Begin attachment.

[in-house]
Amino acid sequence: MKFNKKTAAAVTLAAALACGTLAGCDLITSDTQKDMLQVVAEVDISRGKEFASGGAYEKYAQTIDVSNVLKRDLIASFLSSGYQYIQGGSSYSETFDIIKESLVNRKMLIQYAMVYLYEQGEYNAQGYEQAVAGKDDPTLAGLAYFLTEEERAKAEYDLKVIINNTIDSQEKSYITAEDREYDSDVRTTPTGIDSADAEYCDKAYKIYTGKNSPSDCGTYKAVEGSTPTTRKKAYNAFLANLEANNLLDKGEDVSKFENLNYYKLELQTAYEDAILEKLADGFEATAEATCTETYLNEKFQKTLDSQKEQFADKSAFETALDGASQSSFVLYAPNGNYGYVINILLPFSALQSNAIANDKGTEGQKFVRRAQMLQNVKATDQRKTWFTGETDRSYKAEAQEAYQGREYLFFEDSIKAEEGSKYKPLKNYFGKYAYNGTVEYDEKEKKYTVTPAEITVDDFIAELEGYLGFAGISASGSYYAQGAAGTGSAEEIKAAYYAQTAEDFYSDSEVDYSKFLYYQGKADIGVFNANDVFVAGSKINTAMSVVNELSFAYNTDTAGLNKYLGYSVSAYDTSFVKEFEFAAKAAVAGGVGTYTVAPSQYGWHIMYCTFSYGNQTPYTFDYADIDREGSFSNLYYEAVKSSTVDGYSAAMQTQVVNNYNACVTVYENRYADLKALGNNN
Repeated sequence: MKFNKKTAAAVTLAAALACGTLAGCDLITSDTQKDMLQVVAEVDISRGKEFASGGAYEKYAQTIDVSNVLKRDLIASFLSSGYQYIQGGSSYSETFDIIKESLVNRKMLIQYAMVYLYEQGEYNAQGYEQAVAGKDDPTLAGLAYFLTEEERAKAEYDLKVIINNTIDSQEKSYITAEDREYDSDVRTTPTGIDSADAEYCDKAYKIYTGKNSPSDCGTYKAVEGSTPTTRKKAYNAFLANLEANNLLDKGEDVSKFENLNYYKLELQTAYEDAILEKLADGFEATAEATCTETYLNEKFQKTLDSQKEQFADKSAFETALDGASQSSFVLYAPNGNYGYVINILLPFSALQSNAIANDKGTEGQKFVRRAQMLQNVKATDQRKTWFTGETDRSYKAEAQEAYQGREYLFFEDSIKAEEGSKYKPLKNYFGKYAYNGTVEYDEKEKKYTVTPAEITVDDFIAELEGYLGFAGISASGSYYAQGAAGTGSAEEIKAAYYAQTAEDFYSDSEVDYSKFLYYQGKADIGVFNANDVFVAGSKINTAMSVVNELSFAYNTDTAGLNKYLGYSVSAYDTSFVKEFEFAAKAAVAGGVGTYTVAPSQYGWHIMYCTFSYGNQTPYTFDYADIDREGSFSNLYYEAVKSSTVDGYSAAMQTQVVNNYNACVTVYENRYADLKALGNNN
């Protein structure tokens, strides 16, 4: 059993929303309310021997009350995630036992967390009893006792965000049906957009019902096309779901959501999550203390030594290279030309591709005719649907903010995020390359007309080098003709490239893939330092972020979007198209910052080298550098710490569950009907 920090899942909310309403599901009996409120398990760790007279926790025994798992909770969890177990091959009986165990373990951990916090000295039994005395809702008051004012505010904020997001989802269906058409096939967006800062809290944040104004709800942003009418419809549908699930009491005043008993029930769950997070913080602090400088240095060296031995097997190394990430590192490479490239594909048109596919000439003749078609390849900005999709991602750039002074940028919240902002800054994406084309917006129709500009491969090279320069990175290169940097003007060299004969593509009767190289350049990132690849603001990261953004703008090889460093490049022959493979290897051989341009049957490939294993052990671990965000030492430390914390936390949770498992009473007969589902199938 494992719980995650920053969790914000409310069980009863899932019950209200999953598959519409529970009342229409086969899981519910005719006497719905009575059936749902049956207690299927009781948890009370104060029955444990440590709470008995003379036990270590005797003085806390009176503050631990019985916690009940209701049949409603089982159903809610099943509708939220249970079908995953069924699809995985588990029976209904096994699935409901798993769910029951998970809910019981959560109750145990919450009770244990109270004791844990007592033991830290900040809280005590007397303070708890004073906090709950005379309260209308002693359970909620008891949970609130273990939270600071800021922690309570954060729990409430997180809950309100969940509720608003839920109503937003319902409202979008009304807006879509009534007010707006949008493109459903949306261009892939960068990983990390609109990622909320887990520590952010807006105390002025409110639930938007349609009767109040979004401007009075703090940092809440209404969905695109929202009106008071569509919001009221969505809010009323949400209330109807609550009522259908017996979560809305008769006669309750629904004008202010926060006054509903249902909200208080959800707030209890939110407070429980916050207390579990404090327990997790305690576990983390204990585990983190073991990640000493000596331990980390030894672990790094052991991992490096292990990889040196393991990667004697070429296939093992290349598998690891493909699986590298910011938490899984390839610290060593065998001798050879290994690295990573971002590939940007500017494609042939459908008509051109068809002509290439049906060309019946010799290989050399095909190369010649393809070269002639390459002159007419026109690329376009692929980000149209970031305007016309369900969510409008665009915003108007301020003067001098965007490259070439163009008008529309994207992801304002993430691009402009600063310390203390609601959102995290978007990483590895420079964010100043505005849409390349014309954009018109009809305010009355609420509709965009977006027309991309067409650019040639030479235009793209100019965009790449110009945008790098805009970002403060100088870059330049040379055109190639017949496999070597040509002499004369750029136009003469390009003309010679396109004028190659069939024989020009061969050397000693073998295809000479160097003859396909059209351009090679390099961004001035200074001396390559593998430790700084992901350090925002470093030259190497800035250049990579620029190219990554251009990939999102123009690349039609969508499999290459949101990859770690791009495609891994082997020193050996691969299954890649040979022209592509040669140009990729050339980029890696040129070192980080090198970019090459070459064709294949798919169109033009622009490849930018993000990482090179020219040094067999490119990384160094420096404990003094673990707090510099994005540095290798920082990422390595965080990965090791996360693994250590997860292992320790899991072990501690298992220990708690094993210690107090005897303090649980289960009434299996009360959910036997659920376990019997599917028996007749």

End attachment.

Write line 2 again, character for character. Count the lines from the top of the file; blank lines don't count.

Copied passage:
Amino acid sequence: MKFNKKTAAAVTLAAALACGTLAGCDLITSDTQKDMLQVVAEVDISRGKEFASGGAYEKYAQTIDVSNVLKRDLIASFLSSGYQYIQGGSSYSETFDIIKESLVNRKMLIQYAMVYLYEQGEYNAQGYEQAVAGKDDPTLAGLAYFLTEEERAKAEYDLKVIINNTIDSQEKSYITAEDREYDSDVRTTPTGIDSADAEYCDKAYKIYTGKNSPSDCGTYKAVEGSTPTTRKKAYNAFLANLEANNLLDKGEDVSKFENLNYYKLELQTAYEDAILEKLADGFEATAEATCTETYLNEKFQKTLDSQKEQFADKSAFETALDGASQSSFVLYAPNGNYGYVINILLPFSALQSNAIANDKGTEGQKFVRRAQMLQNVKATDQRKTWFTGETDRSYKAEAQEAYQGREYLFFEDSIKAEEGSKYKPLKNYFGKYAYNGTVEYDEKEKKYTVTPAEITVDDFIAELEGYLGFAGISASGSYYAQGAAGTGSAEEIKAAYYAQTAEDFYSDSEVDYSKFLYYQGKADIGVFNANDVFVAGSKINTAMSVVNELSFAYNTDTAGLNKYLGYSVSAYDTSFVKEFEFAAKAAVAGGVGTYTVAPSQYGWHIMYCTFSYGNQTPYTFDYADIDREGSFSNLYYEAVKSSTVDGYSAAMQTQVVNNYNACVTVYENRYADLKALGNNN